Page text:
By Lee Buchsbaum
Surrounded by some of the biggest names in the business, independent producer Sunrise Coal LLC’s Carlisle underground mine in Carlisle, Ind., began development in March 2006. Initially conceived as a mid-sized 1.5 million ton per year (tpy) producer, Sunrise first hit coal 350 feet below ground that December and began bottom development the following January. Commercial coal production followed quickly thereafter with the first tons being shipped on February 5, 2007. By the end of July, the mine had sent its customers more than 400,000 tons of 11,500 Btu, 5.5-lbSO2MMBtu, Indiana No. 5 coal. A second continuous miner (CM) unit coming on line that summer enabled output to reach an annualized production rate of 1.3 million tpy. But demand was steady and increasing so in the winter of 2008, Sunrise expanded to a third unit of production, ramping up to a 2.2 million tpy production rate.
With today’s recession getting deeper and mines throttling back and shutting down throughout America’s coalfields, it’s sometimes hard to remember just how spectacular 2008’s market was. In Indiana it kept building and kept Sunrise thriving. As customers continued to call, in February 2009, Carlisle brought a fourth CM unit on line, ramping up production to a 3 million tpy rate. Today, despite a slight decline in coal production nationwide, there’s no slowing down here. This room-and-pillar operation continues to take delivery of new equipment, hire new miners, innovate and expand. At the end of what has been a very tough first half of 2009, Carlisle plans on picking up the pace to 3.3 million tpy in 2010 and stay there through 2011—unless several of the new customers knocking on their doors looking for ultra-low chlorine blending coal cause more CM units to be deployed.
Indiana’s Steady Market
Year in and year out, Indiana produces roughly 35 million tons, with 2008 production being more than 36 million. Indiana’s average consumption is generally more than 60 million tpy, with fully half that amount supplied by local mines. “All but 3 or 4 million of what’s produced in the state, stays in the state,” said Brent Bilsland, president, Sunrise Coal. While Peabody Energy and its Black Beauty subsidiary dominates in-state coal output, less than a half dozen Indiana producers sell to Indiana’s four main electrical utilities. Sunrise reports that they have three main customers, Indianapolis Power & Light, which is owned by AES, Hoosier Energy (which is only 13 miles from the mine), and Duke Energy. “Though we have shipped our product as far away as the Santee Cooper plant in South Carolina last summer, almost 90% of our coal stays local and we’re pretty much sold out for the next five years at current production levels,” said Bilsland.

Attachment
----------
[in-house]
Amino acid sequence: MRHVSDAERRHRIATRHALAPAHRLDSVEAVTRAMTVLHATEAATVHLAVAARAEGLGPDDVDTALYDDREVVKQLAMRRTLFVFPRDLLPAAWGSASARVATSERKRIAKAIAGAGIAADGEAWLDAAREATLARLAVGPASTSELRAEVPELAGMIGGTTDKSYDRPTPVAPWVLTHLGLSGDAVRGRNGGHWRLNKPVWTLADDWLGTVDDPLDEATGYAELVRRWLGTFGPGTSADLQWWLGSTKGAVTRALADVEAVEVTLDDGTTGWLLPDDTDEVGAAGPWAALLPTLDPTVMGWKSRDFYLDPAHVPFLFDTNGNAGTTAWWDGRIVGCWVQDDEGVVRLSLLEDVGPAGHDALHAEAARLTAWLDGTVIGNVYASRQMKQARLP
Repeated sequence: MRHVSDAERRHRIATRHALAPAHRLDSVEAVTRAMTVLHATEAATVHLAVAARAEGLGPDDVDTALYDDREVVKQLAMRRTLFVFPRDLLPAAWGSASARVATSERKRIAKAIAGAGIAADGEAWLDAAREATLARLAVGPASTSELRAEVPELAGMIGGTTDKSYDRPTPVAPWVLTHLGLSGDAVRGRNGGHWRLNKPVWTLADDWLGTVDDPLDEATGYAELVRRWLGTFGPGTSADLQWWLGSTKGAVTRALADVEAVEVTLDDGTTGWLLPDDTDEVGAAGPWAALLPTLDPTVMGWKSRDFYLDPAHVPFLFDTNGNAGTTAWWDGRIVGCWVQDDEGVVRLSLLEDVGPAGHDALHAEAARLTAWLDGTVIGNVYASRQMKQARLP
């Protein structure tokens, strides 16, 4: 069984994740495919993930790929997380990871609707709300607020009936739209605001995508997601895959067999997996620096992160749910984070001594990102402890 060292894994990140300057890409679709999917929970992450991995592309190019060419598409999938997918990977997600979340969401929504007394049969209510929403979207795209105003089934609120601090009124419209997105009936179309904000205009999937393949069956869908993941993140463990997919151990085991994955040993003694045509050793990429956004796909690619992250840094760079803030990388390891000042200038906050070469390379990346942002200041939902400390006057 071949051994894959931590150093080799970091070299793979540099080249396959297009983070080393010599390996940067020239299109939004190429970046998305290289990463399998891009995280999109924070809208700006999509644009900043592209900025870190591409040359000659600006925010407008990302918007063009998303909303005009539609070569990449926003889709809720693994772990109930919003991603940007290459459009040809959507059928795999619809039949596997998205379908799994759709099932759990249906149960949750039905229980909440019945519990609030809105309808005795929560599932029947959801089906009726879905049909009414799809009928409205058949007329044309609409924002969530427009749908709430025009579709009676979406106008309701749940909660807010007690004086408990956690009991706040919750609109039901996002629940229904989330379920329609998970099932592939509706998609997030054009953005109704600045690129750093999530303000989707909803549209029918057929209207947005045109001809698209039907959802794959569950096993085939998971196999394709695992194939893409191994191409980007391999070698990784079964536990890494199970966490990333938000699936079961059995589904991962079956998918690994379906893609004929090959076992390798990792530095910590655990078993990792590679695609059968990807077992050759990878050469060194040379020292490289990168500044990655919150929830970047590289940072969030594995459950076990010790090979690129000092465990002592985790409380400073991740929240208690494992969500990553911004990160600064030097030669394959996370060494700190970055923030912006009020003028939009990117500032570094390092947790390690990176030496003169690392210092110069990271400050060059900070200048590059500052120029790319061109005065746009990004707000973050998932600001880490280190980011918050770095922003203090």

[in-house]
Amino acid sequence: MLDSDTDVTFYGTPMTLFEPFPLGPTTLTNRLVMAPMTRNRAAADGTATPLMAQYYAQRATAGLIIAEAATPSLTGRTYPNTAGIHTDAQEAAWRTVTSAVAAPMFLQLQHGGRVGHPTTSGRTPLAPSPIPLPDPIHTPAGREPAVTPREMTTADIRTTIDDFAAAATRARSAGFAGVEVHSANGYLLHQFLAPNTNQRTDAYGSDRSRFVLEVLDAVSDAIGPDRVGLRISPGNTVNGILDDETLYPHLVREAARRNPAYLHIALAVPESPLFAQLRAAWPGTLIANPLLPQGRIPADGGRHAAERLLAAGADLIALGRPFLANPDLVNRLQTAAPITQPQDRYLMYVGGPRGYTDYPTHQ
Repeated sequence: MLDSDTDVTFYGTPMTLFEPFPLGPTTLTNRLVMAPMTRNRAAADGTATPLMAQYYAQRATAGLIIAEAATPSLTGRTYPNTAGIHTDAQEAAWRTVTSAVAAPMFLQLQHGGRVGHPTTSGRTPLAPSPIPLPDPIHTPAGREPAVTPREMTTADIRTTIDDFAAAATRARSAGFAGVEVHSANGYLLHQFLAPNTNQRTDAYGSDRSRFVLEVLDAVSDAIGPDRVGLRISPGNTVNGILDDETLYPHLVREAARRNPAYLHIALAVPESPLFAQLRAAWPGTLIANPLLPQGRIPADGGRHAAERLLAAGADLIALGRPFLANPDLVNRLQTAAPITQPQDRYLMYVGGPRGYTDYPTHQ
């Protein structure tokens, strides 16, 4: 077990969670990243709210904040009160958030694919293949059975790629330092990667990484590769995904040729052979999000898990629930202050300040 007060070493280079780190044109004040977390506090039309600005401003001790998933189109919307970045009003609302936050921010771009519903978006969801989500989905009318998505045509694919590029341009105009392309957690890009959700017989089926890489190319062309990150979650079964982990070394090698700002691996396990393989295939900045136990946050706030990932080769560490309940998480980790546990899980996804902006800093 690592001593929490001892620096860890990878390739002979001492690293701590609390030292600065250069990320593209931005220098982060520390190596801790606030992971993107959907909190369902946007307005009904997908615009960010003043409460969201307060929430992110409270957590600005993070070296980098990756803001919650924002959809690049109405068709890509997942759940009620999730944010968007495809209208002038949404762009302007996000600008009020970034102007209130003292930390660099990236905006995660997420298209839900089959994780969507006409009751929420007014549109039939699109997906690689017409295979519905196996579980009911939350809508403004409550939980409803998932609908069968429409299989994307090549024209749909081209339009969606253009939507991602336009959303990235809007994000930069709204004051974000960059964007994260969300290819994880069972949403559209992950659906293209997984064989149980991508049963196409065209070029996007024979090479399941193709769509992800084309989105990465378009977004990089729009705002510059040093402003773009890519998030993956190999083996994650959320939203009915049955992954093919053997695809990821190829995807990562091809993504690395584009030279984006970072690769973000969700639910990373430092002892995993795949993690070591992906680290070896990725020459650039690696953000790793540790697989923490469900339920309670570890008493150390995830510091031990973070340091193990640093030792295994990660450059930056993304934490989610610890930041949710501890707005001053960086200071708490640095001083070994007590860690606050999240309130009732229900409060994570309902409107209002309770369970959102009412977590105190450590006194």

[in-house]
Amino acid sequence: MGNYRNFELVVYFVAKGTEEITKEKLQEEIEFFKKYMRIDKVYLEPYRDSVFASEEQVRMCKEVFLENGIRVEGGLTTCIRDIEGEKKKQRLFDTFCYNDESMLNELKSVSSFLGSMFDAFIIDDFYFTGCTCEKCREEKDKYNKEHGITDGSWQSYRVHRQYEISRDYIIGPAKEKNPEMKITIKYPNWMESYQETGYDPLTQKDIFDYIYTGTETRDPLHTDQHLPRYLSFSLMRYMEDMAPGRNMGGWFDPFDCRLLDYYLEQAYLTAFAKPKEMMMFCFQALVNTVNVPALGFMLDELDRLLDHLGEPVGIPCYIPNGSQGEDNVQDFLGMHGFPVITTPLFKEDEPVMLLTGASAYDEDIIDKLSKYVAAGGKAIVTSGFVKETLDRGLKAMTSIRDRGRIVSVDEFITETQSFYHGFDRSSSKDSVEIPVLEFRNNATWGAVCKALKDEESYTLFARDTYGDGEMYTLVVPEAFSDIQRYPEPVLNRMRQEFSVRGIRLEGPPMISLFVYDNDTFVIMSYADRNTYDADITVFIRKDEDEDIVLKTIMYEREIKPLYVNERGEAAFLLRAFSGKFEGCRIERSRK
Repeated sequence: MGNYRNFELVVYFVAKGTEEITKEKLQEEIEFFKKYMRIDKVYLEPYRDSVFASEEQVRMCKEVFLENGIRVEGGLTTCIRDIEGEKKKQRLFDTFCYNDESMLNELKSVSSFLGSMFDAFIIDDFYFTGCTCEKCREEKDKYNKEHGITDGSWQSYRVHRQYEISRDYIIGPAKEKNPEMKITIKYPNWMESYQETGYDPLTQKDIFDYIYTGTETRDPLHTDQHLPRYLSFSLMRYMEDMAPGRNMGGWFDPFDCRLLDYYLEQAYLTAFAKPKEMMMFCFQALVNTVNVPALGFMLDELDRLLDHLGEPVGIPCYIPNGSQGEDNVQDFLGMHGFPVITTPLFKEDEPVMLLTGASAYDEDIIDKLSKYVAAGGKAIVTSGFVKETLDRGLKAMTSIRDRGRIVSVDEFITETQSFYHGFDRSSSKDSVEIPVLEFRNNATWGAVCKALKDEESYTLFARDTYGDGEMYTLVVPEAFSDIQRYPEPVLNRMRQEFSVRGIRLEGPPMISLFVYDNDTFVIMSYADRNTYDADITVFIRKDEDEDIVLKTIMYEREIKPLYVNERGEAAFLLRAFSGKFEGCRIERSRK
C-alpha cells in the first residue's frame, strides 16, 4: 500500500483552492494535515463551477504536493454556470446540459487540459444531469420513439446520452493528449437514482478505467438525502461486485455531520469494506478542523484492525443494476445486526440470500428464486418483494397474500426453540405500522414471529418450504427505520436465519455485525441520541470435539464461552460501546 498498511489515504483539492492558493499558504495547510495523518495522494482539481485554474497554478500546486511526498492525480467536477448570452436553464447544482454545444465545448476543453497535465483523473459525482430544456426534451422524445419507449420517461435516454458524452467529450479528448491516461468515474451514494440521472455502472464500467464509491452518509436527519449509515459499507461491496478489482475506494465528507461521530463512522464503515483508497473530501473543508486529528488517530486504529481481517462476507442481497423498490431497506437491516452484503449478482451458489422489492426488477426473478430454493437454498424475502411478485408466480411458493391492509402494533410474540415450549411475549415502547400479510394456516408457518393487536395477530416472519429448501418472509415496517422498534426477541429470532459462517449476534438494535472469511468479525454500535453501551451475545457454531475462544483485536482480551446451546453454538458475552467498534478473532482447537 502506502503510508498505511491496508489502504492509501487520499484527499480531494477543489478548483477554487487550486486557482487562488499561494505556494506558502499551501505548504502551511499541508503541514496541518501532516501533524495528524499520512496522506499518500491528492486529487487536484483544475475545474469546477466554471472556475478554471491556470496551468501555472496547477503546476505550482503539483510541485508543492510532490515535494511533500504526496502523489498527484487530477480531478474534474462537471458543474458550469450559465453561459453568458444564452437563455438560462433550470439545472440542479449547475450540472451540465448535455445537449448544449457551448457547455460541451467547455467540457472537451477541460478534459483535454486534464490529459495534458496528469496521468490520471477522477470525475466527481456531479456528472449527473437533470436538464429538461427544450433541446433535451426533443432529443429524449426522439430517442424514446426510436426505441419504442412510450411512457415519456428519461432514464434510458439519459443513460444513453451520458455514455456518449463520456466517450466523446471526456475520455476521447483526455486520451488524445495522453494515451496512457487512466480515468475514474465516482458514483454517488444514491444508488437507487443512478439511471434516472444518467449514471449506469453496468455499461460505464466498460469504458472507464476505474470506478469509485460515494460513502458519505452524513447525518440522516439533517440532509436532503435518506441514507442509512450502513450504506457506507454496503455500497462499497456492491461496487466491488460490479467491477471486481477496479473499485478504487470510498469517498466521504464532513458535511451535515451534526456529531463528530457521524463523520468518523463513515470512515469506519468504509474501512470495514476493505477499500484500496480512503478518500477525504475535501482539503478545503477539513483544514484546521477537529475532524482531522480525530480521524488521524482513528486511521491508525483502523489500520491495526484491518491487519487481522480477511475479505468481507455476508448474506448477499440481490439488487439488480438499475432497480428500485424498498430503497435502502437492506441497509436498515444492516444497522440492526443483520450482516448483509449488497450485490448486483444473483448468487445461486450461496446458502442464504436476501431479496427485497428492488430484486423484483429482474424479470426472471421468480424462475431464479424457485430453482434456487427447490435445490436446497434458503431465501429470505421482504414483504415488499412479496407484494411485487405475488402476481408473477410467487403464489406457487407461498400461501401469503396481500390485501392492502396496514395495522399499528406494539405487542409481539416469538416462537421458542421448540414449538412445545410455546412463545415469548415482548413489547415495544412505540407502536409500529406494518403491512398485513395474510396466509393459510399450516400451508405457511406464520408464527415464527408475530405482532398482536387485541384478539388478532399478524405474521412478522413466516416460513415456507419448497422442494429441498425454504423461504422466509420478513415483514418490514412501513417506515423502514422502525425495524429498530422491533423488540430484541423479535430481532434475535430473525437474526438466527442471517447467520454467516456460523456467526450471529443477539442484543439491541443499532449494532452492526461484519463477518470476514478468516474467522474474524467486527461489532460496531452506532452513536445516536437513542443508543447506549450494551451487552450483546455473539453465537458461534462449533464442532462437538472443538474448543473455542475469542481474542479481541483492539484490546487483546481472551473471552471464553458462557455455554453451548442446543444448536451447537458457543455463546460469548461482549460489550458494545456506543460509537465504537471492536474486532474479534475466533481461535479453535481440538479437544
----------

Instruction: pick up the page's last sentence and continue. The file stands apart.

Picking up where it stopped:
Insulating the coal market from big swings, contracts are generally signed for longer periods of time, making for a more stable pricing environment. “We don’t see a large run up in prices and we ordinarily don’t see a big run down either,” said Bilsland. Though Sunrise does believe that pricing will change over time as an increasing amount of longwalled coal comes out of Illinois, fundamentally, Illinois Basin mining economics are superior to that of Northern and Central Appalachia. With scrubbers on line or coming on line all up and down the Ohio River Valley and around the nation, Illinois Basin coal will begin to increase its market share.